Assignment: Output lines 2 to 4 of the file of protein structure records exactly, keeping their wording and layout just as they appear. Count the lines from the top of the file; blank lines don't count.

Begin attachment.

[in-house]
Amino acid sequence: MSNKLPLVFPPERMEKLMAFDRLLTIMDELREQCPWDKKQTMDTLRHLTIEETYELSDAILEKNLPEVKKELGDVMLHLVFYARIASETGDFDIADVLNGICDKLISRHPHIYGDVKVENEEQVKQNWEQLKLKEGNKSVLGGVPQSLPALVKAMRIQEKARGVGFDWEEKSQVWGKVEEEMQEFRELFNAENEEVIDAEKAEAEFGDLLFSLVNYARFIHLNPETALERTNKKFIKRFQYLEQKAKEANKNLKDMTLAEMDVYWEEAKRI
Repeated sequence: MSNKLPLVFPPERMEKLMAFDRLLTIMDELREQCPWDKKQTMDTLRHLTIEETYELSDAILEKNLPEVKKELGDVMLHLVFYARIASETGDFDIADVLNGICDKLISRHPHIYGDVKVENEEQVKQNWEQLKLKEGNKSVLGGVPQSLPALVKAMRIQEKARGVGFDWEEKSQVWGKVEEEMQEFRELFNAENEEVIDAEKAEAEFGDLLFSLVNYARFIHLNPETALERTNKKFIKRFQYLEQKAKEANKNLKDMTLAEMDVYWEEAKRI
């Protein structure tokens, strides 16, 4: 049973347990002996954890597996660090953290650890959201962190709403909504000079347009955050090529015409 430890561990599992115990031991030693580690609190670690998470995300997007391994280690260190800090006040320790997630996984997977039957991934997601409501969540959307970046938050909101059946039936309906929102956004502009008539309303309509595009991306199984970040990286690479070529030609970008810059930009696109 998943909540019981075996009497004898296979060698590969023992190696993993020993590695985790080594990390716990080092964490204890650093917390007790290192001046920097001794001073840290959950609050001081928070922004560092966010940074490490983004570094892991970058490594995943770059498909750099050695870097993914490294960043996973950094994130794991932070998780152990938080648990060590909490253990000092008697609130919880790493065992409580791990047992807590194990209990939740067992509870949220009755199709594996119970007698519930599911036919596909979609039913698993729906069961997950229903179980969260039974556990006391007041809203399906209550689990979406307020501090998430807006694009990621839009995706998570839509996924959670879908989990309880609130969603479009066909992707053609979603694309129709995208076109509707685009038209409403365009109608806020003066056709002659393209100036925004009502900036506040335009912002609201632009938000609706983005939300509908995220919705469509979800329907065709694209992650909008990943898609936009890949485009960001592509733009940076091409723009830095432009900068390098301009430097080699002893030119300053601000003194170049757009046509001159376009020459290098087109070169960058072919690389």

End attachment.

Amino acid sequence: MSNKLPLVFPPERMEKLMAFDRLLTIMDELREQCPWDKKQTMDTLRHLTIEETYELSDAILEKNLPEVKKELGDVMLHLVFYARIASETGDFDIADVLNGICDKLISRHPHIYGDVKVENEEQVKQNWEQLKLKEGNKSVLGGVPQSLPALVKAMRIQEKARGVGFDWEEKSQVWGKVEEEMQEFRELFNAENEEVIDAEKAEAEFGDLLFSLVNYARFIHLNPETALERTNKKFIKRFQYLEQKAKEANKNLKDMTLAEMDVYWEEAKRI
Repeated sequence: MSNKLPLVFPPERMEKLMAFDRLLTIMDELREQCPWDKKQTMDTLRHLTIEETYELSDAILEKNLPEVKKELGDVMLHLVFYARIASETGDFDIADVLNGICDKLISRHPHIYGDVKVENEEQVKQNWEQLKLKEGNKSVLGGVPQSLPALVKAMRIQEKARGVGFDWEEKSQVWGKVEEEMQEFRELFNAENEEVIDAEKAEAEFGDLLFSLVNYARFIHLNPETALERTNKKFIKRFQYLEQKAKEANKNLKDMTLAEMDVYWEEAKRI
């Protein structure tokens, strides 16, 4: 049973347990002996954890597996660090953290650890959201962190709403909504000079347009955050090529015409 430890561990599992115990031991030693580690609190670690998470995300997007391994280690260190800090006040320790997630996984997977039957991934997601409501969540959307970046938050909101059946039936309906929102956004502009008539309303309509595009991306199984970040990286690479070529030609970008810059930009696109 998943909540019981075996009497004898296979060698590969023992190696993993020993590695985790080594990390716990080092964490204890650093917390007790290192001046920097001794001073840290959950609050001081928070922004560092966010940074490490983004570094892991970058490594995943770059498909750099050695870097993914490294960043996973950094994130794991932070998780152990938080648990060590909490253990000092008697609130919880790493065992409580791990047992807590194990209990939740067992509870949220009755199709594996119970007698519930599911036919596909979609039913698993729906069961997950229903179980969260039974556990006391007041809203399906209550689990979406307020501090998430807006694009990621839009995706998570839509996924959670879908989990309880609130969603479009066909992707053609979603694309129709995208076109509707685009038209409403365009109608806020003066056709002659393209100036925004009502900036506040335009912002609201632009938000609706983005939300509908995220919705469509979800329907065709694209992650909008990943898609936009890949485009960001592509733009940076091409723009830095432009900068390098301009430097080699002893030119300053601000003194170049757009046509001159376009020459290098087109070169960058072919690389």